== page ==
There are two main categories of debt: Secured and unsecured. Unsecured debts are debts that have no security interest associated with the obligation. Examples of unsecured debts include credit cards, medical bills and some personal loans. Secured debts are loans that are associated with a security interest. Examples of secured debts include home or car loans. If you own your home (it is in your name) but you are still making payments, your lender will be the beneficiary of a deed of trust (or, perhaps, a mortgage) that you signed when you purchased your house. So, the deed of trust will be the security interest associated with your home. Similarly, if you have a car payment, the lender who lent the money to you to enable you to buy the car has a security interest, typically called a lien, to secure the repayment of the loan.
When filing for bankruptcy protection, the law allows you to keep certainproperty, called exempt property. The list of exempt property will depend upon the state law that applies to your case. If you have lived in the state you currently live in for two or more years, the state law that applies will be the state in which you currently live. If you have not lived in the state in which you currently live for at least two years, there are several factors that must be considered to determine what set of exemptions can apply. Some states allow you to pick from a list of state exemptions or a list of federal exemptions.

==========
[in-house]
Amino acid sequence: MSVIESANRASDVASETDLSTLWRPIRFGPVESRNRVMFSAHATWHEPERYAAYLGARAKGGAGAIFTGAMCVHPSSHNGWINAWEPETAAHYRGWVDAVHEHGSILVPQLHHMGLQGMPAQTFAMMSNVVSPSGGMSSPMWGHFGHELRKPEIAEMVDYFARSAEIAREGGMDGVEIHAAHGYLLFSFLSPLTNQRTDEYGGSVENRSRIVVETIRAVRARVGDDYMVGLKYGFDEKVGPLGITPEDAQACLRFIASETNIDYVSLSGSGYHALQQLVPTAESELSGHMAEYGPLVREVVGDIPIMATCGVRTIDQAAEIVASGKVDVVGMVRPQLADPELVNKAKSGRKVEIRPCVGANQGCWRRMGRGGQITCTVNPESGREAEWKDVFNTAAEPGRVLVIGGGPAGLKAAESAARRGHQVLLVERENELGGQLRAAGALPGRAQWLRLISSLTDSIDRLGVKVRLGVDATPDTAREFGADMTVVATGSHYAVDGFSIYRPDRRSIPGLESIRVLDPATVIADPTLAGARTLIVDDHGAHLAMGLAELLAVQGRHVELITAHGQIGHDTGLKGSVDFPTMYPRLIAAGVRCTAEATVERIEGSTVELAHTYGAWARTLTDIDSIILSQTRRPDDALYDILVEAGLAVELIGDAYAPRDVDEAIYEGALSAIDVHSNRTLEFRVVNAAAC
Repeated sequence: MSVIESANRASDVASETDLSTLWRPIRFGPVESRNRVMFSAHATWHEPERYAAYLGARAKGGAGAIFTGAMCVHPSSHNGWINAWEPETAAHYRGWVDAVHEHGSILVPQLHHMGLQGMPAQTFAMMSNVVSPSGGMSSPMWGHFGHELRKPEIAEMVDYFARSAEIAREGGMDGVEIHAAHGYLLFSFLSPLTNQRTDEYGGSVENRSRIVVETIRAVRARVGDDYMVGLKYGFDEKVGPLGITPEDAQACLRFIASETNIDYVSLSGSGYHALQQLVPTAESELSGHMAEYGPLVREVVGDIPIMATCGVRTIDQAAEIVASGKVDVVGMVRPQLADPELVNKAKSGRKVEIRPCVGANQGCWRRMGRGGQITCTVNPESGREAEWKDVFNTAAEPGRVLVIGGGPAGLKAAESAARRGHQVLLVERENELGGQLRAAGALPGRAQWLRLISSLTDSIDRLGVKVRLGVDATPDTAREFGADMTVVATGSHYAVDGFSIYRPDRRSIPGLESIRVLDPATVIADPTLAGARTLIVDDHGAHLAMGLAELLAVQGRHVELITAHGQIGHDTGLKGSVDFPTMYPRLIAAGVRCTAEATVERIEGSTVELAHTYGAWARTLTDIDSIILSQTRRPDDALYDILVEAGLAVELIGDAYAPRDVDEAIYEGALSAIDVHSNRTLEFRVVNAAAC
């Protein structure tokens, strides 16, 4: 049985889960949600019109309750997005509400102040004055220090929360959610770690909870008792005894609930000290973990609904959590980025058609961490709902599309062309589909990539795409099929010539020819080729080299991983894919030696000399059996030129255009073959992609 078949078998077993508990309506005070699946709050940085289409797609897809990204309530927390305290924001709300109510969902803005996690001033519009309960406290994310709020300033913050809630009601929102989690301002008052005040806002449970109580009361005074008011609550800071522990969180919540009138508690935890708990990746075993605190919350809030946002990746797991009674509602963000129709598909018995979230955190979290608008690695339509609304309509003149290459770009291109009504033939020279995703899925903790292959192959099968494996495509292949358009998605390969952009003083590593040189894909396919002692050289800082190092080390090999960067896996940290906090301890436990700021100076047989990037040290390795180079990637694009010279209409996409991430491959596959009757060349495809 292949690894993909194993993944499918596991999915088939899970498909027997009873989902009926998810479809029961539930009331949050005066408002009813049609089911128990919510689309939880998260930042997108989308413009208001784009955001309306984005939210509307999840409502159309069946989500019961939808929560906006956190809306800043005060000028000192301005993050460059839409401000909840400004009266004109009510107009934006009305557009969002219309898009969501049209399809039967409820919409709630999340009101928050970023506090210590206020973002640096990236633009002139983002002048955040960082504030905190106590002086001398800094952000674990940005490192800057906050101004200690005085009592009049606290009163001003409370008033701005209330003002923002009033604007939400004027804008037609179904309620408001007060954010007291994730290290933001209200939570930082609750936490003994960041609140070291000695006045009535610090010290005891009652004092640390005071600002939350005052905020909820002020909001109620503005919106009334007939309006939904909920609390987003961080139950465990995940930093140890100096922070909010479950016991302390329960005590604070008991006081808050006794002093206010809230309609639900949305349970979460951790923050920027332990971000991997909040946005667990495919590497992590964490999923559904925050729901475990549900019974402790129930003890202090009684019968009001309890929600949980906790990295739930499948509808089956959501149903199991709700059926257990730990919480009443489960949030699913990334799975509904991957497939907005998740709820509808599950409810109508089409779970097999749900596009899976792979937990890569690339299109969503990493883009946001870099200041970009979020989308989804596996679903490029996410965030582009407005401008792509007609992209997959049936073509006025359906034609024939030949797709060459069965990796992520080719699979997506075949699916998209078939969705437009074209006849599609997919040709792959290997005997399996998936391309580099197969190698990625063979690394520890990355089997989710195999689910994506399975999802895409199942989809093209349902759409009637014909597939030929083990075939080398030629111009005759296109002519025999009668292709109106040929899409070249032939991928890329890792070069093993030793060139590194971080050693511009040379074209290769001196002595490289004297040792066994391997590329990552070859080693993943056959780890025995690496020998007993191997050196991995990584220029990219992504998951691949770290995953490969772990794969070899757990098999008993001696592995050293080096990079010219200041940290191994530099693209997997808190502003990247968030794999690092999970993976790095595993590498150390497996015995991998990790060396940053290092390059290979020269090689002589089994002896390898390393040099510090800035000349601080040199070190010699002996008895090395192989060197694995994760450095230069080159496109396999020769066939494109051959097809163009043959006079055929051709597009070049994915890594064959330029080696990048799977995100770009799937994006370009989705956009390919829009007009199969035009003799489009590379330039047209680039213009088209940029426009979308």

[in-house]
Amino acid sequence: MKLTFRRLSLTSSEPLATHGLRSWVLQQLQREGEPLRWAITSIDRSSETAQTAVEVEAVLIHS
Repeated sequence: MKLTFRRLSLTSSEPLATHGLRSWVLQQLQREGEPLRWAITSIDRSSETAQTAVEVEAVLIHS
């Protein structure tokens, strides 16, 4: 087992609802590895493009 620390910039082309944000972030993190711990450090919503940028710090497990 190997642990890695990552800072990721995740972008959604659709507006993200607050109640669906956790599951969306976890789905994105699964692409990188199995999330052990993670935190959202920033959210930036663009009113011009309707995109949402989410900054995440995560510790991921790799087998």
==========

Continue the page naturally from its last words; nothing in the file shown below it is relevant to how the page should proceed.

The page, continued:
Exempt property is property you have the right to keep after you have filed. Examples of exempt property include appliances, jewelry, musical instruments, and many other categories of belongings.
If you file bankruptcy and are still paying on your home, your options as to what occurs to your home depends upon how much equity, or value in excess of how much you owe on the home, that you have in the home. In Arizona, the homestead exemption is currently $150,000. As a result, if you file Chapter 7 bankruptcy and have less than $150,000 in equity in your home, you will be able to keep you home. That is, the Trustee will not force the sale of your home, because their will be no excess funds over the homestead exemption to distribute to creditors. You only get one homestead exemption; if you own two homes, your second home will not be protected by a homestead exemption.